Different results of function in chart and exploration

Hi All.

Please help me to understand following situation. I have code:

SetBarsRequired(sbrAll, sbrAll);
function B(array, period)
	average = Cum(array)/period; 
	last_known_average_as_num = StrToNum( NumToStr(average, format = 10.10));
        // Applying here numeric value of cumulative average to array. 
	return  Cum( ( array - last_known_average_as_num ) ^ 2 );

inc_a = cum(1);
result = B(inc_a, inc_a);
Plot( result, "result", colorYellow ); 
if (Status("action") == actionExplore)        
{     Filter = 1; AddColumn(result, "result", 1.8);AddColumn(inc_a, "inc_a", 1.8);	     }    

When to run this code in Chart all is great and result is exactly what i need. See screenshot below.
When to run same code in exploration result is very different.
Notice please that on same date values are different.
I found that in exploration mode function

 NumToStr(average, format = 10.10)

works differently than in chart. So please, can anyone suggest, which is best way to lock value from one array, and apply this value to range of another array. I need that working in both chart and exploration mode, tried different ways but always having issues with exploration.

@alexz why are you using that string conversion/back to a number?
Passing an array to NumToStr() in a chart return a different value for each bar (like SelectedValue()).

From the variable name (last_known_average_as_num) I suppose you want to use the LastValue() of the average.

I tried, this not helps, LastValue() returns last available value which is located in future, at last available bar. But I need numeric value for average calculated under current bar, every next bar I need a numeric (not array) cumulative value of average on date of current bar.

You seriously need to read How AFL works

All you need is this

function B(array, period)
	average = Cum(array)/period; 
	return Cum( ( array - average ) ^ 2 );
1 Like
function B(array, period)
	average = Cum(array)/period; 
	return Cum( ( array - average ) ^ 2 );

I know how AFL works ) but some tiny details make me crazy. So this code you suggesting works not like i need. this is classic array function, where if to tell other words result will be Cumulative of ( (array[1] - average[1])^2, (array[2] - average[2])^2, ... (array[N] - average[N])^2 ). But need a way to calculate on following manner:

Say for 3rd bar i need:
Cumulative of ( (array[1] - average[3])^2, (array[2] - average[3])^2, array[3] - average[3])^2 ).
for Bar N:
Cumulative of ( (array[1] - average[N])^2, (array[2] - average[N])^2, ... (array[N] - average[N])^2 ).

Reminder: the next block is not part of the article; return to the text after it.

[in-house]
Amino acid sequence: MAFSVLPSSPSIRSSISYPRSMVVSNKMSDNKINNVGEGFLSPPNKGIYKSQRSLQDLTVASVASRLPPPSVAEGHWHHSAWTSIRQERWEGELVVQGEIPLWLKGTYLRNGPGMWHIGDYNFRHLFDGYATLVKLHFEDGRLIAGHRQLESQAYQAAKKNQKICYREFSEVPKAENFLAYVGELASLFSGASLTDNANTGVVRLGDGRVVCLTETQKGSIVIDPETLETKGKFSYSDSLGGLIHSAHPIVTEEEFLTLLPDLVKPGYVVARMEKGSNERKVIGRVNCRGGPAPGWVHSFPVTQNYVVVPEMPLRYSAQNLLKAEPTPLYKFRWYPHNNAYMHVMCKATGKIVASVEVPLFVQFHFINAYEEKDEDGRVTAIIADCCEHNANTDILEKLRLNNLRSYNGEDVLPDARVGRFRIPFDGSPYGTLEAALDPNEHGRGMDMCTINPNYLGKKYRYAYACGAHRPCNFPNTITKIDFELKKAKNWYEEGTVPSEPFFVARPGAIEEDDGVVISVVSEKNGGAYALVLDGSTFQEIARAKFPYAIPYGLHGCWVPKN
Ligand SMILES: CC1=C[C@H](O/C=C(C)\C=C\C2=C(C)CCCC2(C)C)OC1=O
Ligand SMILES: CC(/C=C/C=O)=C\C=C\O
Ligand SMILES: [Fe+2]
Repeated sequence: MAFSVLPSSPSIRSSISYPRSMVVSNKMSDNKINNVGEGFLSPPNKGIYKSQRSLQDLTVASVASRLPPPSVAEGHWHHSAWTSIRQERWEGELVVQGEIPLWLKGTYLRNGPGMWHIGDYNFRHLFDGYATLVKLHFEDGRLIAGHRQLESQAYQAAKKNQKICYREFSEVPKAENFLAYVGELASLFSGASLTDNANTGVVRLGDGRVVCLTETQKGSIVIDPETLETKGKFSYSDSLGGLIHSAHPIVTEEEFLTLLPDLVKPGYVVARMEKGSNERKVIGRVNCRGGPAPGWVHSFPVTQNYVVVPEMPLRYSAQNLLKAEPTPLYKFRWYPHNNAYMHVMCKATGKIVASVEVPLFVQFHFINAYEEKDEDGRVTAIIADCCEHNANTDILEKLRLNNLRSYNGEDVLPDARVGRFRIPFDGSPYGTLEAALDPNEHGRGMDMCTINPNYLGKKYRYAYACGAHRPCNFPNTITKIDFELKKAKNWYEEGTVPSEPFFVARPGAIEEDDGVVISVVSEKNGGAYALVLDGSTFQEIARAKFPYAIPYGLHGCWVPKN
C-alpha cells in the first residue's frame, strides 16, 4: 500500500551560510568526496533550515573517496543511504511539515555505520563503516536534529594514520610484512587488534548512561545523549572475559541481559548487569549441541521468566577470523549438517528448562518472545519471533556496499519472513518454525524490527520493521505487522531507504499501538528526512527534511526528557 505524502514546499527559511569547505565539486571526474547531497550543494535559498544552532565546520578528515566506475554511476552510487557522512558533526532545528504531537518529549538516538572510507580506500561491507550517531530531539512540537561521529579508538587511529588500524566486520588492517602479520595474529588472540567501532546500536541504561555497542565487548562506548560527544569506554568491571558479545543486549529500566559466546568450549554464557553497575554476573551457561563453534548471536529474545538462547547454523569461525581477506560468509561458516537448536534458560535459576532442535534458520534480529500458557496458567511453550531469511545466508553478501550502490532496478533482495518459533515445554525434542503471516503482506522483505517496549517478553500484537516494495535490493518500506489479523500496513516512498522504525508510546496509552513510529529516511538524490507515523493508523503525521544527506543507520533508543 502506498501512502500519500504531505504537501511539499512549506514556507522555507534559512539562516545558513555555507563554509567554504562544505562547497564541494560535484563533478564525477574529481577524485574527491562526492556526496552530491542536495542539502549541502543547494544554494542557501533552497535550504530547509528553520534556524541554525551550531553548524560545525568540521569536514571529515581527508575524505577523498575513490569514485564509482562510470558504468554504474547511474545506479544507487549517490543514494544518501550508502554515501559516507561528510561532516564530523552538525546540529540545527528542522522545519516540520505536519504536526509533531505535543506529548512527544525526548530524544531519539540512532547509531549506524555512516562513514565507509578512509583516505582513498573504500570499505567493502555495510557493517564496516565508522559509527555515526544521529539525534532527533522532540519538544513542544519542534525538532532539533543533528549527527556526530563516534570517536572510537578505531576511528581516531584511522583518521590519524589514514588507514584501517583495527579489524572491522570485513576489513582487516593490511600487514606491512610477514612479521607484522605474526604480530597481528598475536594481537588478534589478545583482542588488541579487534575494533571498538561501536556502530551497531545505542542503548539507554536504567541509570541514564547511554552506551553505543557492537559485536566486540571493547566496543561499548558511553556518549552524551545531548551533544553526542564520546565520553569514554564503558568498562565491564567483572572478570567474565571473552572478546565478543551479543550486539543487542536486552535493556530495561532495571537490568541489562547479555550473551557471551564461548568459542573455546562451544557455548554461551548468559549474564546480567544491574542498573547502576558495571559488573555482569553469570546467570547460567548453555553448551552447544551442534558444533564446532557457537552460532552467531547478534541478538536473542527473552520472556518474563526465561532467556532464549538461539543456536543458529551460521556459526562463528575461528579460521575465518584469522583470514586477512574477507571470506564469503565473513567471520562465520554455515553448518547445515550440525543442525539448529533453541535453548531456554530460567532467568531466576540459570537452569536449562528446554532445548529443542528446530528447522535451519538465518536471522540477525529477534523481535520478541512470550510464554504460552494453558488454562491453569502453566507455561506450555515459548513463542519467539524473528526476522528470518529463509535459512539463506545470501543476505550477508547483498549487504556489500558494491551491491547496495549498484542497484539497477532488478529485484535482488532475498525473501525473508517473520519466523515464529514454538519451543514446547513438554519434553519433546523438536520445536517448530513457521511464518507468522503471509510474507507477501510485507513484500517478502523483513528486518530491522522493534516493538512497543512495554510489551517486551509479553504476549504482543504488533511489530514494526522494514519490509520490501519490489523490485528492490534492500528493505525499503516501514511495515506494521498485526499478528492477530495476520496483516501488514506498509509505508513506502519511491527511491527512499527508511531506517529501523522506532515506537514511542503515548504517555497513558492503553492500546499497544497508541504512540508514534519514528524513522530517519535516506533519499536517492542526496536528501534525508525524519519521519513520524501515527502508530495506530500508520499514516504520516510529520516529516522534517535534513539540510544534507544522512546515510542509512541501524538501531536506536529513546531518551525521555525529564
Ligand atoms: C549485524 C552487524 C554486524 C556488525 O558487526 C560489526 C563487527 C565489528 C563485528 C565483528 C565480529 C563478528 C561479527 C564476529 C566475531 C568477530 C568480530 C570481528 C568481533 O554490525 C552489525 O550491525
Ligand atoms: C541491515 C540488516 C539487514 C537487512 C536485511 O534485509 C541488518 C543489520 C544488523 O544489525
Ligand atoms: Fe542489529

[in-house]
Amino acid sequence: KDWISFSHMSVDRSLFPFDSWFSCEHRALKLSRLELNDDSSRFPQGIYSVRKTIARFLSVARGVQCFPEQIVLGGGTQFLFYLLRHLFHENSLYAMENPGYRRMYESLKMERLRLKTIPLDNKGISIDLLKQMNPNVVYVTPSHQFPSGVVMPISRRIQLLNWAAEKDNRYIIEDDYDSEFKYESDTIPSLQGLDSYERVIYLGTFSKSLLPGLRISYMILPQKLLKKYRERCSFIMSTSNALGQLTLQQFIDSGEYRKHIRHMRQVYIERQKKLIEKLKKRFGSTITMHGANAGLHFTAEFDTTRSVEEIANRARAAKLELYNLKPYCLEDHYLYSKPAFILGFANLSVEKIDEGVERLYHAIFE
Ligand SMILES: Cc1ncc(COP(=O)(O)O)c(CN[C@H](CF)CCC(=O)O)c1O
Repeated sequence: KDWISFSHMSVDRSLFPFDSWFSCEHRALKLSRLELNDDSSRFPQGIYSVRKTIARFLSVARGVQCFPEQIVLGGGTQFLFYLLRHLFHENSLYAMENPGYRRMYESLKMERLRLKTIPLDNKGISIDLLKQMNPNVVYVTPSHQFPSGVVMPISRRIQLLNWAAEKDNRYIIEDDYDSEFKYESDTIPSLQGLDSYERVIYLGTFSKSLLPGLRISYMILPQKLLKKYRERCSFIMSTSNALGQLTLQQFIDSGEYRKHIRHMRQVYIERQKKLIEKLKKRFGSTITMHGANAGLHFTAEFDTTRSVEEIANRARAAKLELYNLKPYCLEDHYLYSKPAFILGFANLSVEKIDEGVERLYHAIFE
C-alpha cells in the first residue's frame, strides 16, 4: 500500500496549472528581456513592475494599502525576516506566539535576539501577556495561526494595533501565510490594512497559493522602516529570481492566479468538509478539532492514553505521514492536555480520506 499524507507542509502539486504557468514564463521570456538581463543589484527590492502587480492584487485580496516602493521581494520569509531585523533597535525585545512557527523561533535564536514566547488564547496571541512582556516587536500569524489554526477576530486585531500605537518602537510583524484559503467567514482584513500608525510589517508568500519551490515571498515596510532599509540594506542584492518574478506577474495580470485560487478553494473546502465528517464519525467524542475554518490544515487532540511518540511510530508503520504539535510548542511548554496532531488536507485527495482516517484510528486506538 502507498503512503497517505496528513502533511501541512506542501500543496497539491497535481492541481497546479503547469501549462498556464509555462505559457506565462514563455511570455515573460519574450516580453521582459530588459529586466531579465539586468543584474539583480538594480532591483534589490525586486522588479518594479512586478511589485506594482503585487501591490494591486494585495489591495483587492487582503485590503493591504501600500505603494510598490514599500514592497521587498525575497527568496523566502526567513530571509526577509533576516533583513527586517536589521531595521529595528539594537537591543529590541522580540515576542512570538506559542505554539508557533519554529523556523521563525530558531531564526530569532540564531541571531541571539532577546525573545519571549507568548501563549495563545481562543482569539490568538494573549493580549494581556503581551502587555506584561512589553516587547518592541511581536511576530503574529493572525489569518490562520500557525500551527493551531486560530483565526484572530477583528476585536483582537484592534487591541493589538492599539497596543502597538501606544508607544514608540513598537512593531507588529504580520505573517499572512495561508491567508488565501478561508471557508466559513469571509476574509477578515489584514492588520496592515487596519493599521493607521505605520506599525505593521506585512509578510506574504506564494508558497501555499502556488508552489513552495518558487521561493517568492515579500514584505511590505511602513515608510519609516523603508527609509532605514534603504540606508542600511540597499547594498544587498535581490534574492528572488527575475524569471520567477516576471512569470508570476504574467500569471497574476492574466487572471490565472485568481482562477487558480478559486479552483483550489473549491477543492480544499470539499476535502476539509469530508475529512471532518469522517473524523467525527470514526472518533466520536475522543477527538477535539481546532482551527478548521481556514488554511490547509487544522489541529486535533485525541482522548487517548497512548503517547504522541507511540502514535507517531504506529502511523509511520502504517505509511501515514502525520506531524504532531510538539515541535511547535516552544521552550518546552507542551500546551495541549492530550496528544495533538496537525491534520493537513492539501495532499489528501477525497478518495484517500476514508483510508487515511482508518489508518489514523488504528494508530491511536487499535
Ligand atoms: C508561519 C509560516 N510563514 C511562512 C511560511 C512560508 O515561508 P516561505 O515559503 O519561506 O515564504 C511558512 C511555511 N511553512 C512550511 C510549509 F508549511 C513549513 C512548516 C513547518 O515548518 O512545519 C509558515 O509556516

The code i posted in first post works good for my needs but only in chart. Same code if to run in exploration gives very different results. So that was my quation how to adopt this code for exploration to have exactly same results.

One possibility is using AFL loop (keep in mind: in general AFL looping is slower than inbuilt array solutions).
(Have not come up with non-AFL loop version yet. Maybe Tomasz...).

But below one works (see pic).

function B(array, period) {
	/// @link https://forum.amibroker.com/t/different-results-of-function-in-chart-and-exploration/7180/6
	global average;
	average = cum(array) / period;
	for ( i = 0; i < BarCount; i++ ) {
		x = average[i];	
		csum = 0;
		for ( j = 0; j <= i; j++ ) {	
		//for ( j = i; j >= 0; j-- ) {				
			y = (array[j] - x);							
			csum += y^2;	

			if( i < 6 )
				printf( "\ni:%g\tj:%g\tarray:%g\tavg:%g\t(arr-avg): %g\t(csum^2): %g", i, j, array[j], x, y, csum );
		result[i] = csum;	

	return result;

inc_a = cum(1);
x = B(C, inc_a);

Plot( average, "Avg", colorDefault );
Plot( x, "B", colorDefault );
Plot( C, "Price", colorDefault, styleCandle );


thanks fxshrat, similar idea to use nested loops i got while typed explanation to your first reply. that really works like i need! so current question is solved about way how to calculate.

Onre more really remains - is performance really much slower when function used in backtesting,. Wondering if there is array style method to do same calculations. )

Then why do you make me wasting time preparing post? I don't get it.

Yes (as for upper function).

One possibility for much faster execution: converting AFL loop to DLL function using ADK of https://www.amibroker.com/download.html. If you can't convert yourself then you may send PM.

Thank you very much! without talk with you my solution will be not possible. You helped a lot!

Indeed, this seemed a good example to measure the compiled code performance vs. the AFL version: on average it runs over 300 times faster! :rocket:

(My test was done using C++ code, built with Microsoft VS 2015 to a 32-bit DLL using the AmiBroker ADK).